Regarding the US abstention in the Security Council and John Kerry’s frank diatribe against Israeli settlements, it seems obvious that settlements do endanger the “two-state solution” since they encroach on land destined for a Palestinian homeland. We’re talking here about a fight over dividing up a very small piece of territory—Israel-Palestine—a fight that has gone nowhere now for decades due to failings on both sides. Appeals to the Bible and supposed divine promises made thousands of years ago to Jews do not hold much sway with today’s Muslims, whether Palestinians or citizens of Muslim majority nations surrounding present-day Israel. Also, for the US to have continued to support Israel, right or wrong, on the settlements issue would have increased the image of the US as an international bully. Breaking that reputation was one of the same reasons that Obama made the outreach to Cuba. The US had also signed a very generous 10-year aid package to Israel beforehand. Of course, Trump seems to have a different view of Israeli settlements—we shall see—and Israel’s claims and actions are certainly supported by American evangelicals, so the UN abstention and Kerry’s speech may have created a backlash, at least temporarily, among lawmakers of both parties. Certainly Netanyahu seems to feel, as does Putin, that he has an ally in Trump. It will be interesting to see how much Trump changes the Republican Party and vice versa.

South Sudan and the senseless ethnic war taking place there seriously concern me because of my mission in 2006, before independence 5 years later. All the efforts to establish a new nation have been wiped away. Apparently President Salva Kiir, the man in the black hat, has the upper hand, so will he and his forces stop now?

Venezuela has now instituted a food rationing system similar to the one Cuba has had ever since 1962, providing limited items monthly via a ration book called a libreta de abastecimiento [provisions booklet], while Venezuela calls its version carnet de la patria [homeland carnet].

Haiti certifies presidential victory of first-time candidate
PORT-AU-PRINCE, Haiti – An electoral tribunal in Haiti has certified the presidential election victory of first-time candidate Jovenel Moise. [Apparently, there were many candidates and a small percentage of the electorate actually voted, so it’s unclear how much support he actually has.]

Regarding Cuba, my special interest as expressed in my Confessions book and my Amnesty International volunteer efforts over the years, Trump may have won Florida in part because of his promise to roll back Obama’s diplomatic accords. However, my advice to Trump now (if he would take it) would be to keep the diplomatic opening and to continue to encourage non-political educational, sports, artistic, and cultural exchanges. But, do not further relax the embargo unless there are concessions on the Cuban side, of which, so far, there have been few to none. Instead, allow US business investment in Cuba, provided such businesses are free to hire, fire, and pay their own workers directly. Of course, such workers would be paid more than the miserable salaries paid by the Cuban government, which could only get its cut through personal taxation, which in all fairness should not exceed the current maximum of 50%. Otherwise, the government would have the same problem it has now of workers not willing to put in much effort, because the leadership takes most of the fruits of their labor. Already, licensed home businesses are taxed up to 50%, but even at that high rate, working for real wages would boost both workers’ rights and wellbeing and still enrich the leadership at 50%, though not perhaps at the 90+% it now enjoys. There is a precedent in that Cuba permitted Indian workers to build a French hotel and to be paid more monthly than a Cuban worker would earn in a whole year. Call the new system “enhanced socialism” or whatever the leadership likes. Already it calls home businesses “work outside the government sector,” not private enterprise.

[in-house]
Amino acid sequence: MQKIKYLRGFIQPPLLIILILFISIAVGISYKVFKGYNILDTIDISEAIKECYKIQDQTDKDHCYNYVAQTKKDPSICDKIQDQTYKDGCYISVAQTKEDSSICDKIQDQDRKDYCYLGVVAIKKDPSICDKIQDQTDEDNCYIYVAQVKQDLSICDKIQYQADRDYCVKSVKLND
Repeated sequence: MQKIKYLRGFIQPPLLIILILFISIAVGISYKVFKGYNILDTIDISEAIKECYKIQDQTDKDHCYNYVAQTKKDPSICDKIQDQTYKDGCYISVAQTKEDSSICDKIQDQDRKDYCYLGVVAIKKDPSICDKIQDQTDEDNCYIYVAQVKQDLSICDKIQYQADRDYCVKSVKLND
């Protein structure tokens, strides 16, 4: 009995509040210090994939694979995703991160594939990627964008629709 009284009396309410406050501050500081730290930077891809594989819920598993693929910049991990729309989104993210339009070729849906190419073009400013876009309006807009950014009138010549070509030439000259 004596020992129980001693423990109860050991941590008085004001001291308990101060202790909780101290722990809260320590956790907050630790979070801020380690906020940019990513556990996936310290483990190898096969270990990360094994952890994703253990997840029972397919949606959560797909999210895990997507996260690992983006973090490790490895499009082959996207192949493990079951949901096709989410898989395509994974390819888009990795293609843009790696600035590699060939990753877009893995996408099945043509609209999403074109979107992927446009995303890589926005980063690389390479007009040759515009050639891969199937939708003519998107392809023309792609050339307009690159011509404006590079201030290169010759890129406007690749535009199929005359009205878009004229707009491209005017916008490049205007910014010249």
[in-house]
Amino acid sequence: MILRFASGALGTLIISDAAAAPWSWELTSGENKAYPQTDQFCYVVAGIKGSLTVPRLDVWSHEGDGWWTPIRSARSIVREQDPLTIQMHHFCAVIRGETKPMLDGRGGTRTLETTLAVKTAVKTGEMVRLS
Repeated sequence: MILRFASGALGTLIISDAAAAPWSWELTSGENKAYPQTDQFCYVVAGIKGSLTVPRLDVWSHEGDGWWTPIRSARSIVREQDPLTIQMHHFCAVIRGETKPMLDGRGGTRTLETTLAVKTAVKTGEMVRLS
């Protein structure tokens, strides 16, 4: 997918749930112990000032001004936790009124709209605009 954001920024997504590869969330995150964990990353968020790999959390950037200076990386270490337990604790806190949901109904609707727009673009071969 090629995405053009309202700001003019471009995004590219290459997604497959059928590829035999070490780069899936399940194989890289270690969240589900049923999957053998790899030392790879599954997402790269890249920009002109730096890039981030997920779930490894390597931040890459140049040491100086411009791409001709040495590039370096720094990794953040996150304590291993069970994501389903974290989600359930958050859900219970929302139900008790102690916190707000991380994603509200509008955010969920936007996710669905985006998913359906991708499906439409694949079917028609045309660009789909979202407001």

Cuba should also permit and encourage more production by individual farmers or truly locally organized autonomous cooperatives, with most of the benefit—and, yes, the profits—going to farmers themselves. It is totally unnecessary for a land-rich country like Cuba to have to import most of its food. Get the Peace Corps in there to help Cuban farmers recover their agricultural skills, as I first proposed in the Huffington Post,

This implies that the Cuban leadership would have to allow a relaxation, but it must do something to permit and incentivize workers to produce something of value besides rum and cigars. The leadership (dictatorship) will not remain in power unless it loosens up a bit, even if that seems risky from its own viewpoint. Venezuelan oil donations have been reduced and the Cuban economy, already on life support, is contracting even further. Now that Fidel is gone and Raul is retiring in 2018, the Cuban Communist Party needs to face reality and slightly relax its controls if it wants to survive. Still call the new system “socialism,” just as China and Vietnam do, and maintain one-party political control as they do, but allow ordinary people at least some economic freedom even though they may not be free to vote, speak, write, assemble, or access information. Most people, even in the U.S., care more about economic than civil or political rights. It’s admittedly a half-measure, but better than nothing, which is what Cubans have now, neither political freedom nor economic wellbeing. Some would say that proposing such a mixed system is defeatist, others simply realistic.